Israeli authorities have been reticent about their post-Hamas plans for Gaza, suggesting a reluctance to reoccupy the region. Israel removed its troops and settlers from Gaza in 2005 but has continued to oversee the region’s airspace, maritime access, and most border crossings.

Two years after the Israeli withdrawal, Hamas took control from forces loyal to President Mahmoud Abbas, relegating his Palestinian Authority to portions of the West Bank under Israeli occupation.

Israel and Egypt have since imposed blockades on Gaza to varying extents. Israel justifies the blockade as a necessary measure to prevent Hamas from rearming, while Palestinians and human rights organizations view it as collective punishment.

Secretary of State Antony Blinken of the U.S., concluding his recent trip to the area on Monday, hinted at the possibility of a rejuvenated Palestinian Authority taking the helm in Gaza. Abbas has, however, stated that any governance over Gaza would be part of a broader peace agreement establishing a Palestinian state within the 1967 borders, a concept Israel firmly opposes.

In his ABC News interview, Netanyahu suggested that governance of Gaza should pass to those not inclined to follow Hamas, yet did not provide further details.

“I believe Israel will, for an indefinite period, hold overall security responsibility because we’ve observed the consequences of its absence. Without this control, we’ve witnessed an escalation of Hamas terror beyond what we could have imagined,” Netanyahu declared.

The Israeli military reports that since the ground operation started more than a week ago, 30 Israeli soldiers have been killed. Hamas and other militant factions continue to launch rockets into Israel, which disrupts daily life although most are intercepted or land in open areas. Tens of thousands of Israelis have evacuated from areas close to the volatile Gaza and Lebanon borders.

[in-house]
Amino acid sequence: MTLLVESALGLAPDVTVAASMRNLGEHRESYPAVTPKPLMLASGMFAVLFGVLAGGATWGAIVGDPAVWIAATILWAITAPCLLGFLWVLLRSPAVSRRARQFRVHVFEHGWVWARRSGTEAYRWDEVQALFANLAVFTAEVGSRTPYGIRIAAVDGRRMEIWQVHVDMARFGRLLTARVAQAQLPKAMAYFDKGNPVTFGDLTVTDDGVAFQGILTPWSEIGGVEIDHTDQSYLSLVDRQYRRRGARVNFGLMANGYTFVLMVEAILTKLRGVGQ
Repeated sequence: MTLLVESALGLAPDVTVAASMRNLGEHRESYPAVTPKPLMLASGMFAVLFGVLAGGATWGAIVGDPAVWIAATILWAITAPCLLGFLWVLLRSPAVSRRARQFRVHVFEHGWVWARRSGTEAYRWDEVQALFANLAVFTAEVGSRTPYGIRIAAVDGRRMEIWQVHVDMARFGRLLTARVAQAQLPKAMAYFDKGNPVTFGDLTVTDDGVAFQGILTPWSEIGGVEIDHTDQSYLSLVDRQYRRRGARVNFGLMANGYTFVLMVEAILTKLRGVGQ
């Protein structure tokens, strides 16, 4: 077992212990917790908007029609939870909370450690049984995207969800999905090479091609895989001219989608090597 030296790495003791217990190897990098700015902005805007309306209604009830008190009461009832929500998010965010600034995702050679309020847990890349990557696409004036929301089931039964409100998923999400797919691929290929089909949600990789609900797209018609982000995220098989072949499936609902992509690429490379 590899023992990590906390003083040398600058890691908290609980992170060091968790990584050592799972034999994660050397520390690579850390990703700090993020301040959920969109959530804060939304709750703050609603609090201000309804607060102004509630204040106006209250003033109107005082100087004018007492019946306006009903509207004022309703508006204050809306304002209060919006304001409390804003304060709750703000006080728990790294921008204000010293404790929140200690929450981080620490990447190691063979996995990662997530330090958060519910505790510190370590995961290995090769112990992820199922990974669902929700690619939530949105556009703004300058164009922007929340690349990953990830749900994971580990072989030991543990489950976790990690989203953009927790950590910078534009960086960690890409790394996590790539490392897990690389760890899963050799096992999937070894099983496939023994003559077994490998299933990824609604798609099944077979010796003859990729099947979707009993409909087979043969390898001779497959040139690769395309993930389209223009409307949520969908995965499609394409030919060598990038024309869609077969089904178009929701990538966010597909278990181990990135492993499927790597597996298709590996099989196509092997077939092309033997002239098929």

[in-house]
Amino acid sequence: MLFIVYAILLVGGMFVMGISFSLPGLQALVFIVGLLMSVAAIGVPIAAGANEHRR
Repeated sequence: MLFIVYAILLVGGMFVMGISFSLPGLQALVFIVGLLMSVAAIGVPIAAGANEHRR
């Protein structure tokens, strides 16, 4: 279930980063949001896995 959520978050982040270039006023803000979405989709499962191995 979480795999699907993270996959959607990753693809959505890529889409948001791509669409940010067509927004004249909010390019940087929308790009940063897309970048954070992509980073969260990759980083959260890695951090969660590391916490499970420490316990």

Since October 21, hundreds of aid trucks have gained entry to Gaza through Egypt, but relief workers state that this assistance is insufficient given the escalating needs. Additionally, the Rafah Crossing has been opened by Egypt, permitting hundreds with foreign passports and medical needs to depart from Gaza.

Reported by Magdy from Cairo.

For complete coverage, visit Big Big News.

Frequently Asked Questions (FAQs) about fokus keyword: Israel-Hamas conflict

What is the current stance of Israeli Prime Minister Benjamin Netanyahu on Israel’s role in Gaza?

Prime Minister Netanyahu has stated that Israel will maintain “overall security responsibility” for Gaza indefinitely following the war with Hamas. This is seen as an indication that Israel plans to sustain control over the coastal enclave.

How has the recent conflict affected the population in Gaza?

The conflict has led to significant devastation, with airstrikes leveling entire city blocks and approximately 70% of Gaza’s population fleeing their homes. Essential resources such as food, medicine, fuel, and water are in short supply, and displacement shelters are overwhelmed.

What are the casualty figures from the ongoing conflict in Gaza?

According to the Health Ministry of the Hamas-run Gaza Strip, the Palestinian death toll has exceeded 10,000, including over 4,100 children. Additionally, more than 2,300 people are reported missing.

Has there been any progress toward a ceasefire?

Netanyahu has dismissed the possibility of a general ceasefire without the release of all hostages seized by Hamas. The White House has indicated there is no agreement on a broader humanitarian pause, contrary to President Joe Biden’s call.

What is the international response to the situation in Gaza?

U.S. Secretary of State Antony Blinken has suggested that the Palestinian Authority could take over governance in Gaza after a peace solution is established. However, the Israeli government opposes the creation of a Palestinian state, a stance that complicates diplomatic efforts.

How have the residents of Gaza been affected by the Israeli military’s operations?

Residents have experienced intense military confrontations, especially in northern Gaza and around Gaza City. Many are afraid to flee due to the ongoing battles and the risk of airstrikes, even as some evacuation routes remain open.

What is the extent of damage to infrastructure in Gaza?

Key infrastructures have been severely damaged, including the destruction of solar panels on the roof of Shifa Hospital following an airstrike, further exacerbating the humanitarian crisis by affecting the hospital’s power supply.

What has been the response from Israel regarding their future plans for Gaza?

Israeli officials have largely remained silent on their long-term plans for Gaza post-Hamas but have expressed a desire to avoid reoccupation, while maintaining tight control over security and border crossings.